“I don’t see any separation between my art and my life. I live inside a painting”
Fields was then invited to watch the film at Kubrick’s own home, played on a hand-cranked Moviola turned frame by frame, in order to create a new artwork from it. “I came away with lots of stills. I spent a couple of weeks, and then I said no. He was offering me more money than I’d ever earned in my life. But there was no image there for me. I would have had to compromise too much.”
Fields continues to maintain a unique and unwavering vision. He paints daily, and creates music and film on his computer, all of which share a frenetic pace and inherent curiosity about the world around him. His visual style has remained remarkably consistent over the years, revealing a prescient state of mind from the early 1960s which still resonates today. In his flat, canvases are stacked against the wall, up to ten deep. “It’s an odd experience being in the same place for so long,” he reflects, “because I feel in some ways that I’ve travelled through time. The place is the same but the time has changed.”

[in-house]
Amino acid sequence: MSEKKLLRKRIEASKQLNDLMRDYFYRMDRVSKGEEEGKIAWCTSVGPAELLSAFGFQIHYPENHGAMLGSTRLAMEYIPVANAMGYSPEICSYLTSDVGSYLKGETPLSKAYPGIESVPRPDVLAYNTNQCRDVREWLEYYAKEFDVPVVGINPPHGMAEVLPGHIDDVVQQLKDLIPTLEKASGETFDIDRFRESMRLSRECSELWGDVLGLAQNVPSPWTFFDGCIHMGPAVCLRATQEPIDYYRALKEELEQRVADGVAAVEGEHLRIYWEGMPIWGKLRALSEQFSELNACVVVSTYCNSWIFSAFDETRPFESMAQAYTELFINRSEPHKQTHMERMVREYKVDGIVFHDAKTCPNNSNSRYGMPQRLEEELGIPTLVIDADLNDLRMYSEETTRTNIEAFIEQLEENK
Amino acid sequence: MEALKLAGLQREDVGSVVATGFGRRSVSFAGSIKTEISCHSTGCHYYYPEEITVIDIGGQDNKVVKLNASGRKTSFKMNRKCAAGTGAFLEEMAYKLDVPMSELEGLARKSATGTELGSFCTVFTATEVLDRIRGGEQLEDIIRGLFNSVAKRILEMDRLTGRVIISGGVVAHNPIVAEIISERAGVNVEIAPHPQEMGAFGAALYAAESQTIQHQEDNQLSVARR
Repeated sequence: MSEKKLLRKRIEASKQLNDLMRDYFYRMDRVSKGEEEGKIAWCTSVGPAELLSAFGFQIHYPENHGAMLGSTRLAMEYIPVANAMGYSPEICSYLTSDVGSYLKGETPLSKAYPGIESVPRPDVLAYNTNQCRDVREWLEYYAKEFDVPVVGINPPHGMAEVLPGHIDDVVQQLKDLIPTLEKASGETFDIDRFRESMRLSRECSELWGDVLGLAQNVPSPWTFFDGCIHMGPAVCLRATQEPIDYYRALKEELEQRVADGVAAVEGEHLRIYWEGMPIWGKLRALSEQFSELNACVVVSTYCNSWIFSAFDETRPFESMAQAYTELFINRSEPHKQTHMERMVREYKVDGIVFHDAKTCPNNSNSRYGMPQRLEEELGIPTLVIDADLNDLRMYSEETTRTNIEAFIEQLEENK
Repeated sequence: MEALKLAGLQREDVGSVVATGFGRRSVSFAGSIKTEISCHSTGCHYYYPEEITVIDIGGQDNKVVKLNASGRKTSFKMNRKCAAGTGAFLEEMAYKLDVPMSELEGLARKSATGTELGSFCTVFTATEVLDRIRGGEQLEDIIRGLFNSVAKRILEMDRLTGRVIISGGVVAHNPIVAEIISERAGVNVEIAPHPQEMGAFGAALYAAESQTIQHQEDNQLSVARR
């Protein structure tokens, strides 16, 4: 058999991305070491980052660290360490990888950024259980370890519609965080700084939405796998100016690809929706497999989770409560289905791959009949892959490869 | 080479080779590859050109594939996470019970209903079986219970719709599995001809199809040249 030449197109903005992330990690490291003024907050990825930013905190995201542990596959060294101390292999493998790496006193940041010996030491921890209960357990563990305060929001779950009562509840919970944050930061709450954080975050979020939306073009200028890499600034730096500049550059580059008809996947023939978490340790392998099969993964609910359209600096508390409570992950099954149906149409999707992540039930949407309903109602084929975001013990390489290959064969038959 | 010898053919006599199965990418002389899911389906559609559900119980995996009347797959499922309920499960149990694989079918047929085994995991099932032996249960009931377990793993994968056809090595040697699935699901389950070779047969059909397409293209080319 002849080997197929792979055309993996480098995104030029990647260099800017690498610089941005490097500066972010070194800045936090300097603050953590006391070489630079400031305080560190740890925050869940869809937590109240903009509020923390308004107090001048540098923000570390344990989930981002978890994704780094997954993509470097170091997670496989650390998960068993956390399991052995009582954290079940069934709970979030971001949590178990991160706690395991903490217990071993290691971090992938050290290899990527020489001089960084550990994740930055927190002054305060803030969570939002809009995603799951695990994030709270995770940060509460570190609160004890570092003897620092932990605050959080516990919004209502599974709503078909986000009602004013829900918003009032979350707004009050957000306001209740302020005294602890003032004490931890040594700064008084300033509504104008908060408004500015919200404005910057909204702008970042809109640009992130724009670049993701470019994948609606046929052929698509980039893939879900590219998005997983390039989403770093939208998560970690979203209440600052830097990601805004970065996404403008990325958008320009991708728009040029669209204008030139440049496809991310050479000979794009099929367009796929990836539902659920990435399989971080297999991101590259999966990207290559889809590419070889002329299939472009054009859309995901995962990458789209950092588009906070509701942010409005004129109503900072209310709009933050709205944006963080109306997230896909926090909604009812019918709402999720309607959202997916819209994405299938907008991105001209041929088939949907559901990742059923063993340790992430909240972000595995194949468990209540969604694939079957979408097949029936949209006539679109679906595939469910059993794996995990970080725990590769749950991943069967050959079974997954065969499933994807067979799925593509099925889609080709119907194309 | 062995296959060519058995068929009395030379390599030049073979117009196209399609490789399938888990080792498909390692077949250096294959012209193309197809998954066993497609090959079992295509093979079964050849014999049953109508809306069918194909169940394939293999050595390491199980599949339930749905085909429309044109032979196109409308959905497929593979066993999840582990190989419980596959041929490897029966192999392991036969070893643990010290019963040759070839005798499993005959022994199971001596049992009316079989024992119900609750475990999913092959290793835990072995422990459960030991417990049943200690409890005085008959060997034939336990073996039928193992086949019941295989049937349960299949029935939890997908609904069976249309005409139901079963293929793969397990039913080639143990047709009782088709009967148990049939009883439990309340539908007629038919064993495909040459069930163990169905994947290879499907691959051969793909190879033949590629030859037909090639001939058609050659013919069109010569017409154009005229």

He remains embedded in the heart of London, taking pleasure in the life of the city. He regularly strolls through the nearby Brompton Cemetery, filled with the changing colours of wildflowers that have sprung up amongst statues and headstones showing the signs of two centuries of weather erosion. Fields has almost completed a large-scale painting of the cemetery, all graphic outlines and acid green foliage. He is busy sketching out new works, with acrylic paints already mixed to one side.
As our conversation draws to a close, I can almost feel him itching to resume work, and to close the studio door once more. “If I had died last year, and I nearly did, I wouldn’t have thought, ‘Oh, God, I missed out,’” he concludes. “I would have had no regrets whatsoever.”
In memory of Duggie Fields (1945 – 2021)